I largely agree with esoterik's answer, however would like to elaborate on the strict number advantage, which I feel is the more accurate analysis and describes the inherent differences between player numbers in the format better without making assumptions about their skill level (which is how I read the question).

Basic Analysis of the Draft Format

The entire draft format is based around the principle that each player picking one card at the time yields better results than simply building a deck out of a set number of packs. This is demonstrated in the Sealed format providing six packs (so, twice as many as in a draft), yet requiring the same deck size in the end.
This is because you get to scroll through each pack, taking the card that works out best for you, while passing the rest, whereas in a Sealed event, you have to scrap a large portion of your pool because it's not in your color(s), the cards are simply unplayable, or you have way more than you'd like to play (also caused by the twice-as-large pool size).

This means that regardless how many cards are left for you to pick from, you always get to pick the single best cards, after each pack ending up with the 15 best cards from every hand instead of just 15 random cards from any booster pack.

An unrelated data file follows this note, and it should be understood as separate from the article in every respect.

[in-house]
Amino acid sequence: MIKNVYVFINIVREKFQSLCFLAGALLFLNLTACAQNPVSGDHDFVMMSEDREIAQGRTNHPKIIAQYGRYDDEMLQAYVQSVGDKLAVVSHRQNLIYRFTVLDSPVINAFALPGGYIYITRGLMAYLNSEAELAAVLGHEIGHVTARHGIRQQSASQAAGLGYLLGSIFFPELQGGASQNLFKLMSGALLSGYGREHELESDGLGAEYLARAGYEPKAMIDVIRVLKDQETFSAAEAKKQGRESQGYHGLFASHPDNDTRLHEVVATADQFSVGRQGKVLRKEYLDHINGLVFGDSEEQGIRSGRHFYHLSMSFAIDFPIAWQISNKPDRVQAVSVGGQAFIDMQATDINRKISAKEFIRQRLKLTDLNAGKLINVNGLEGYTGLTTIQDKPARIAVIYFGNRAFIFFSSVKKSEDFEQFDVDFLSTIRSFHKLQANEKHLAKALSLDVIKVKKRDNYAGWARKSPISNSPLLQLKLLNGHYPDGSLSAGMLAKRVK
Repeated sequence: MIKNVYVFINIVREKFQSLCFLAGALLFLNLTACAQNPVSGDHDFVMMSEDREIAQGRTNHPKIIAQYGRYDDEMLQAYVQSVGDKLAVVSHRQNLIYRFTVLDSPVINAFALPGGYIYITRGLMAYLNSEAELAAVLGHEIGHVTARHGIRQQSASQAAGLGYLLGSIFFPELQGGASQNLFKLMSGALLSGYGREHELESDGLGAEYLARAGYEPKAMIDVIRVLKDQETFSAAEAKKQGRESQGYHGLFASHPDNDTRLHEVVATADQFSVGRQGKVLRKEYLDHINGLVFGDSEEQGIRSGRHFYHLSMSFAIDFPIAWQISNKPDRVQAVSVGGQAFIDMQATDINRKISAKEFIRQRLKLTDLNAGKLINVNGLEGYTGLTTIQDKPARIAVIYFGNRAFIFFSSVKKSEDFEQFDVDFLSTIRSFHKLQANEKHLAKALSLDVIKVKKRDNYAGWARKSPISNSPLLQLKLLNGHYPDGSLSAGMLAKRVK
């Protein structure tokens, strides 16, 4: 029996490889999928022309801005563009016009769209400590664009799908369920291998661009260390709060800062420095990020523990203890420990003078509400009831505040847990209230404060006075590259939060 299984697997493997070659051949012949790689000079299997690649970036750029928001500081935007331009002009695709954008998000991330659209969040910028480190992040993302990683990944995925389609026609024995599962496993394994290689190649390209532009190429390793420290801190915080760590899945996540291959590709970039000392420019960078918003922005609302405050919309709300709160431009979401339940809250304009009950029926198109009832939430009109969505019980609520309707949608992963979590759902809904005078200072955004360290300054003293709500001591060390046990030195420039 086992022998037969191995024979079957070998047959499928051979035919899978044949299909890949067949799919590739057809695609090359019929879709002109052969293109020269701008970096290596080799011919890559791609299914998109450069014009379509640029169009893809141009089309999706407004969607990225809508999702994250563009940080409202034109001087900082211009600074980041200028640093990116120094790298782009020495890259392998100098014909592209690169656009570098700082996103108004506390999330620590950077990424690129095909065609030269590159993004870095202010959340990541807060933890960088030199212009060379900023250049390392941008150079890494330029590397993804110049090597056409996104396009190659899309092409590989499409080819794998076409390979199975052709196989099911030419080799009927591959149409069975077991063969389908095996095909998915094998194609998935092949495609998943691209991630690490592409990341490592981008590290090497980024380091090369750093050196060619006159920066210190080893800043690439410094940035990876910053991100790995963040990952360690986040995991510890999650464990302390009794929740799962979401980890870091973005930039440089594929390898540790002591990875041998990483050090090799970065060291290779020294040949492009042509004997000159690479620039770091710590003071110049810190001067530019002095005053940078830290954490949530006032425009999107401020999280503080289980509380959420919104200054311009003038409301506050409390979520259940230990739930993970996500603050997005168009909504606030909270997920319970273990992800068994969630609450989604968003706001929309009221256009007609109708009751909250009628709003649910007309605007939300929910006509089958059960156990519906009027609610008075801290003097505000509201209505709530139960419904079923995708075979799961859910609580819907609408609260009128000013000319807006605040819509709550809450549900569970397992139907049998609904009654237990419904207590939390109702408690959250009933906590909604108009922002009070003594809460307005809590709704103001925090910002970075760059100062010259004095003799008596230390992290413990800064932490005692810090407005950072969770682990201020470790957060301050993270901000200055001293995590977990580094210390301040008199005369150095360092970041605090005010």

Having more packs at the table results in more valueable individual picks

In a draft format, because you're looking at packs you've seen before, the total number of different cards you see changes with the amount of players. Since more cards mean more choices, in theory each player will get a better hand, as they get to choose their best 15 cards out of a bigger total number of cards.

Assuming a 15-card pack, these are the total amount of cards every player gets to see over the course of the draft:

  • 8 Players: 276 cards (15+14+13+12+11+10+9+8)*3
  • 7 Players: 252 cards (15+14+13+12+11+10+9)*3
  • 6 Players: 225 cards (15+14+13+12+11+10)*3
  • 5 Players: 195 cards (15+14+13+12+11)*3
  • 4 Players: 162 cards (15+14+13+12)*3

More players in a pod will draft more Rares/Mythics

There's a certain ratio of Mythics to Rares (to my knowledge, it's about 1 Mythic in 8 packs, which we'll use as an example ratio, regardless whether it's accurate). A pod with 8 players will therefore have an average of 3 Mythics (24 total packs), while a pod of 6 players will only get 2.25 (18 packs). Whether this affects the overall quality of decks depends on the actual cards drawn, but since Mythics are arguably stronger cards than rares most of the time, this is a fair assumption.

Color Distribution

While the number of packs scales with the amount of players (for each player, there's 3 packs), there are always five base colors in Magic, which players will need to negotiate between. In a pod of five, that averages to one color per player, six is close to that ratio, however for 8 players, this means that more colors are being necessarily shared.